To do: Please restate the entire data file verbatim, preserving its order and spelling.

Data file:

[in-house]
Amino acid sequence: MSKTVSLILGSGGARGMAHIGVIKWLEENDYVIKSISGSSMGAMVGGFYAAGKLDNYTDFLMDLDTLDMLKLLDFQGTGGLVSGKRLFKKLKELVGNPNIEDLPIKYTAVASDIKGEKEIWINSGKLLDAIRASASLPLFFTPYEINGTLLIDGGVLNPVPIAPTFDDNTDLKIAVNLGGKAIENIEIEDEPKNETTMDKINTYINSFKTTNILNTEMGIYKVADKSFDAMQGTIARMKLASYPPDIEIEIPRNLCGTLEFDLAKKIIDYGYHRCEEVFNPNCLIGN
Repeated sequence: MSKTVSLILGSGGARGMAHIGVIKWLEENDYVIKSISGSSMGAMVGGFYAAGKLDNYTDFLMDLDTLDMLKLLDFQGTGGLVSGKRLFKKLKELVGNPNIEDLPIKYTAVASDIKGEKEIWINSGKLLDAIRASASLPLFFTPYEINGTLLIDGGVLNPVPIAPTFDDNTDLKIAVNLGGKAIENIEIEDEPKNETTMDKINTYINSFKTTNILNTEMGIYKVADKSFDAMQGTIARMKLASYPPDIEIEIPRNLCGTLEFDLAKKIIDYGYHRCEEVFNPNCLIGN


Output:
[in-house]
Amino acid sequence: MSKTVSLILGSGGARGMAHIGVIKWLEENDYVIKSISGSSMGAMVGGFYAAGKLDNYTDFLMDLDTLDMLKLLDFQGTGGLVSGKRLFKKLKELVGNPNIEDLPIKYTAVASDIKGEKEIWINSGKLLDAIRASASLPLFFTPYEINGTLLIDGGVLNPVPIAPTFDDNTDLKIAVNLGGKAIENIEIEDEPKNETTMDKINTYINSFKTTNILNTEMGIYKVADKSFDAMQGTIARMKLASYPPDIEIEIPRNLCGTLEFDLAKKIIDYGYHRCEEVFNPNCLIGN
Repeated sequence: MSKTVSLILGSGGARGMAHIGVIKWLEENDYVIKSISGSSMGAMVGGFYAAGKLDNYTDFLMDLDTLDMLKLLDFQGTGGLVSGKRLFKKLKELVGNPNIEDLPIKYTAVASDIKGEKEIWINSGKLLDAIRASASLPLFFTPYEINGTLLIDGGVLNPVPIAPTFDDNTDLKIAVNLGGKAIENIEIEDEPKNETTMDKINTYINSFKTTNILNTEMGIYKVADKSFDAMQGTIARMKLASYPPDIEIEIPRNLCGTLEFDLAKKIIDYGYHRCEEVFNPNCLIGN